Storm, Stress, and The Sorrows of Young Werther
Sturm und Drang (“Storm and Stress”) was the name of a German literary movement that reached its apex in the 1770s—just as Goethe was writing The Sorrows of Young Werther. For much of the 18th century, rationality and objective detachment had been prized in poetry and art, but writers of the Sturm und Drang movement believed that powerful emotions, rather than intellectual reason, should be the driving force behind artistic work. Ideally, these writers believed, poetry should overwhelm the reader, leaving them awestruck by both the work’s content and its form.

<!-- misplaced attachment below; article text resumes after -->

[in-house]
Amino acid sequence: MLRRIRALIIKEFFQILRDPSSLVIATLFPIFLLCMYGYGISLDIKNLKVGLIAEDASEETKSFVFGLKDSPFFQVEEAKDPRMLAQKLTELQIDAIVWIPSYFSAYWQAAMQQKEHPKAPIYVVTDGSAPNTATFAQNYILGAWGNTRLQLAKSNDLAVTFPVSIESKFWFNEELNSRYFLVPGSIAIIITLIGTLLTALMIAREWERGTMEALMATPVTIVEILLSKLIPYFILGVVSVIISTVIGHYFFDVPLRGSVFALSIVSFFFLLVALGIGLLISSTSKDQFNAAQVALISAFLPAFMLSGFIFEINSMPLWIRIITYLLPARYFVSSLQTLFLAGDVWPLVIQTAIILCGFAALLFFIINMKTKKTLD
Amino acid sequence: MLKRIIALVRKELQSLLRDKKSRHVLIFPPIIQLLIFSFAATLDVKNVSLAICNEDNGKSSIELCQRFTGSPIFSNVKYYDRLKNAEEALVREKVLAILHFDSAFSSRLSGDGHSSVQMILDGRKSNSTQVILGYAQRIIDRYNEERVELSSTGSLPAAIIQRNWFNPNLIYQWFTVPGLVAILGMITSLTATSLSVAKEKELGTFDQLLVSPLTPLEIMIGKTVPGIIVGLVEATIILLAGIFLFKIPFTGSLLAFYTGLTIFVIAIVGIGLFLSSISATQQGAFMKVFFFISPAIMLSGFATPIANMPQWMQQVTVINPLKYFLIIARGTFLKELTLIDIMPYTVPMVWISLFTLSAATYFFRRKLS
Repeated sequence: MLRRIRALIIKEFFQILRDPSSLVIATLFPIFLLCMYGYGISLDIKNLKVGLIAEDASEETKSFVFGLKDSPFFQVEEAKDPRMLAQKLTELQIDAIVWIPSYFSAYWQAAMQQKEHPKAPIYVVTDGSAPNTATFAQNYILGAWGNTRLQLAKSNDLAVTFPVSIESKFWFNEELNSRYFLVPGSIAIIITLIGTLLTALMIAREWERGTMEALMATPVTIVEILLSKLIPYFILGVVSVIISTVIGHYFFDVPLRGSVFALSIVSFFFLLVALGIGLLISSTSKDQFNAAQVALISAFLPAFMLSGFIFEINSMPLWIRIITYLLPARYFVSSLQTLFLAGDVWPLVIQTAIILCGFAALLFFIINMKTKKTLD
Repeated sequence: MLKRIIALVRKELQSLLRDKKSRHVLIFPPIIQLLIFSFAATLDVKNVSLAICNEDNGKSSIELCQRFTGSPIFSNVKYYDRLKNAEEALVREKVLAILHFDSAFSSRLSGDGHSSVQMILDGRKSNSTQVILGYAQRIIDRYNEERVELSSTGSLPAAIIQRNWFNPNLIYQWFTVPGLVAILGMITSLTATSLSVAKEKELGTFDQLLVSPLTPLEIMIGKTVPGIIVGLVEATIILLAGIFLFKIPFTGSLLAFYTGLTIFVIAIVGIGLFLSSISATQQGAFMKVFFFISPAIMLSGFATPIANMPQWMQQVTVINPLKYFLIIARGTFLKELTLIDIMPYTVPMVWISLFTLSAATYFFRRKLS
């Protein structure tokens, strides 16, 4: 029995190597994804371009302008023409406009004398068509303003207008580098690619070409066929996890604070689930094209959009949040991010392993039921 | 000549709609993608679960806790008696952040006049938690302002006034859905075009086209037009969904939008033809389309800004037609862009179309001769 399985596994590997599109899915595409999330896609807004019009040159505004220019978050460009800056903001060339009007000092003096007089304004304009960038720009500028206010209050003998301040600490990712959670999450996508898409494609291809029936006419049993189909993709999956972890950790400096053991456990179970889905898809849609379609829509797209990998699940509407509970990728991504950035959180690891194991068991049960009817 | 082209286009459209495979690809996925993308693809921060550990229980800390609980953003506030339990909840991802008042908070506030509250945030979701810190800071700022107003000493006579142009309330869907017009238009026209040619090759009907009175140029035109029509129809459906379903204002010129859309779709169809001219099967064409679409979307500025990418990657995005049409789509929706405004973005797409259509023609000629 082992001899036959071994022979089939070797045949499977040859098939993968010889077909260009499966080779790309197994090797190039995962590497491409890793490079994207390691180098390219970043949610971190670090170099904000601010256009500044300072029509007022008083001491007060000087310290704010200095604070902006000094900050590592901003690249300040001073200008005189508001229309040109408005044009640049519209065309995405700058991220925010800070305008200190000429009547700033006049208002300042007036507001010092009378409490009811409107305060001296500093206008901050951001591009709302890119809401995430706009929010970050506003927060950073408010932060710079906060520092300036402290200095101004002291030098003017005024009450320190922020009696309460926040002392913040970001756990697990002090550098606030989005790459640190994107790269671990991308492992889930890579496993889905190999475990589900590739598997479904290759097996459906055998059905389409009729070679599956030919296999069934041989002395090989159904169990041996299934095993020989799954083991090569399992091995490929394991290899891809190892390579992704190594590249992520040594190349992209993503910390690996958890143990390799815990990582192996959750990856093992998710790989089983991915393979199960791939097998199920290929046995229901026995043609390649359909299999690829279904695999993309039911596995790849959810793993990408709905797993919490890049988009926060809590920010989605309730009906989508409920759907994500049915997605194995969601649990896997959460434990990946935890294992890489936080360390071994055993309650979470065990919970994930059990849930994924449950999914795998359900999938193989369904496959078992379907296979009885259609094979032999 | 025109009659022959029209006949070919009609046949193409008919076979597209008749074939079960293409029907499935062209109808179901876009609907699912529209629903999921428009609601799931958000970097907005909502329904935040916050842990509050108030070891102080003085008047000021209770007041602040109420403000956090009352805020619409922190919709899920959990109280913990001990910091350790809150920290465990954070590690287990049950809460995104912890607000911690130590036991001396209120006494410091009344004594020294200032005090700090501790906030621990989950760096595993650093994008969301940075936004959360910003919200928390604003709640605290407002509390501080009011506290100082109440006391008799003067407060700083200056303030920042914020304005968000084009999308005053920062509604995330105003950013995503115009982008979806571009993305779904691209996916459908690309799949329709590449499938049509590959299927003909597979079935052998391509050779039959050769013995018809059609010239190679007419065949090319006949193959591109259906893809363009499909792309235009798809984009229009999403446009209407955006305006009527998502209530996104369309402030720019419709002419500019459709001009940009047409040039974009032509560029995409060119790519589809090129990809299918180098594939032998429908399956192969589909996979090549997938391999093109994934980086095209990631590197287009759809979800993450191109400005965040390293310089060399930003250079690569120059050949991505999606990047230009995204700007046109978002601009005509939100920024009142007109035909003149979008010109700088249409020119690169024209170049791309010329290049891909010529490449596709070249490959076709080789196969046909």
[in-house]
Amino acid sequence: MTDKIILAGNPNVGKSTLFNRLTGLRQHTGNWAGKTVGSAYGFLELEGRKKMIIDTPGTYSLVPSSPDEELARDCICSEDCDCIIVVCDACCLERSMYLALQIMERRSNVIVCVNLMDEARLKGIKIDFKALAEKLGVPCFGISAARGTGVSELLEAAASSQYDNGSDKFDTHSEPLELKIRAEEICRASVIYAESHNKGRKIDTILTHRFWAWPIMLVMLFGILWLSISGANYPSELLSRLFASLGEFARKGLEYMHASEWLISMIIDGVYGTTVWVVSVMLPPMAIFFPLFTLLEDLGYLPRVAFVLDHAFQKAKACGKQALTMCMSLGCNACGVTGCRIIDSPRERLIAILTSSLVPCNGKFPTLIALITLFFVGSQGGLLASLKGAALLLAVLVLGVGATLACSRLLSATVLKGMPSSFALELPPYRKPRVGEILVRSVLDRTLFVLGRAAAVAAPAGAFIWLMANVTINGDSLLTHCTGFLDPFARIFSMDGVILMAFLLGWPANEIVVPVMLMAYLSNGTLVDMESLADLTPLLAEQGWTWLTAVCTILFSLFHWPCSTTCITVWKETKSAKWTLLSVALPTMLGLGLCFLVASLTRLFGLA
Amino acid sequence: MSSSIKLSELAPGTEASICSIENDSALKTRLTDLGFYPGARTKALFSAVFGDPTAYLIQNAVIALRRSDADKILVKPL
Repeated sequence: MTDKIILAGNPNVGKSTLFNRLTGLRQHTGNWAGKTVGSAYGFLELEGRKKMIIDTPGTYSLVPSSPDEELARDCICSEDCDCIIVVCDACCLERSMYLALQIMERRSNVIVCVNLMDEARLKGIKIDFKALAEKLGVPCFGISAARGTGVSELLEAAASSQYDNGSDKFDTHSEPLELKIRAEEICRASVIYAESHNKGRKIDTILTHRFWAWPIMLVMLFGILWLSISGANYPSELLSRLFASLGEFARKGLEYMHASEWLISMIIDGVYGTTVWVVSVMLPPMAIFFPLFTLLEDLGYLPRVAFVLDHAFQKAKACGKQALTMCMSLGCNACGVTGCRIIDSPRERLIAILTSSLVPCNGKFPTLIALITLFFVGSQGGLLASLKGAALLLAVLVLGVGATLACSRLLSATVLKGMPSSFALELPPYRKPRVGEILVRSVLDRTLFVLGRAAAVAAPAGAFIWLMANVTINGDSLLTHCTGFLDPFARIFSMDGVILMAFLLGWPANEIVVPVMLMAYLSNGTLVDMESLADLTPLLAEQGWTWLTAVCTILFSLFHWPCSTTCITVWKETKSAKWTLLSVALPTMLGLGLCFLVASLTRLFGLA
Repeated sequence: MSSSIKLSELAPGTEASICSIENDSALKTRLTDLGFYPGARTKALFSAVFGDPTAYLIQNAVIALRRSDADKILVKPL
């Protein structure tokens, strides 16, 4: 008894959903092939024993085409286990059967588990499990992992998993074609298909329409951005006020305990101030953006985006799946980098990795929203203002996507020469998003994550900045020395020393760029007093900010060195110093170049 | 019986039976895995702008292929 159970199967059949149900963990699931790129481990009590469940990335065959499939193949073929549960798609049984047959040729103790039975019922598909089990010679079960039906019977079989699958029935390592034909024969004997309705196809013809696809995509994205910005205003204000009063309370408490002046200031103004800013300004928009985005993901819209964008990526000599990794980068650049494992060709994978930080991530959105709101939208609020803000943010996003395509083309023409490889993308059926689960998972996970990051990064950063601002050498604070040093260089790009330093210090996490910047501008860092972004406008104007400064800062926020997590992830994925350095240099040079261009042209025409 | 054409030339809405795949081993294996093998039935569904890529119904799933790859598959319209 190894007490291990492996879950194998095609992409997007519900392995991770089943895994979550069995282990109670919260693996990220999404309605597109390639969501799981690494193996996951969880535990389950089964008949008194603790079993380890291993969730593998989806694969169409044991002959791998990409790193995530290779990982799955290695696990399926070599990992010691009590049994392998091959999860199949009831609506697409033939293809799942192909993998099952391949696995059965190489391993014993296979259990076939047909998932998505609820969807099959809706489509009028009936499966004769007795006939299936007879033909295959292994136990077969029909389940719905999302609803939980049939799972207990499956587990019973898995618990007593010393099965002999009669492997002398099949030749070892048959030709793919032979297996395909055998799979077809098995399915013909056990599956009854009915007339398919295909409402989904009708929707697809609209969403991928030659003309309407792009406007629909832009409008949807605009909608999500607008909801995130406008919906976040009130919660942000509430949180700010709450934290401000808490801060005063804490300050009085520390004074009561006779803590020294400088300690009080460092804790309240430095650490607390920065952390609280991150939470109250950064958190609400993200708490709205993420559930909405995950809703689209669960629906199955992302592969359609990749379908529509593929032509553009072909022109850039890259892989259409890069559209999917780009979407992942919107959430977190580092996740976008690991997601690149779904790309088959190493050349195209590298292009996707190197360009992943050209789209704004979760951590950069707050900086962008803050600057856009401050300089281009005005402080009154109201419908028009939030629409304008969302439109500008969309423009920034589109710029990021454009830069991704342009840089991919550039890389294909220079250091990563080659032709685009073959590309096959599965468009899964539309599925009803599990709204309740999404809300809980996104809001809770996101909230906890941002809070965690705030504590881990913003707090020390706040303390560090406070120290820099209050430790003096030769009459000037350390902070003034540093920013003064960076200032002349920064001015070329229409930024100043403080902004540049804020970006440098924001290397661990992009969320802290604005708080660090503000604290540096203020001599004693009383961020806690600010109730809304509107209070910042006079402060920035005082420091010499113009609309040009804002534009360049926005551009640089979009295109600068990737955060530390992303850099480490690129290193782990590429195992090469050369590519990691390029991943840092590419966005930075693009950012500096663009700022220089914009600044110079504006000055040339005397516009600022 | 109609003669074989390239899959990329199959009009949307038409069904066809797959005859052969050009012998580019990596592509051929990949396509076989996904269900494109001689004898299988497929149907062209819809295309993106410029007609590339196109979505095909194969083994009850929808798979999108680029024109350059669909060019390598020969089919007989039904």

Though it initially began as a literary movement, Sturm und Drang was quickly taken up by artists and musicians, as well. Paintings of gloomy land- and seascapes were all the rage, as were depictions of nightmarish visions. Composers drew on minor keys and employed dark orchestration, including low-pitched instruments and frequent use of tremolo, to create a similar sentiment in music. (For two excellent examples of Sturm und Drang in music, listen to the opening bars of Mozart’s Piano Concerto in D Minor or the overture to his opera Don Giovanni.)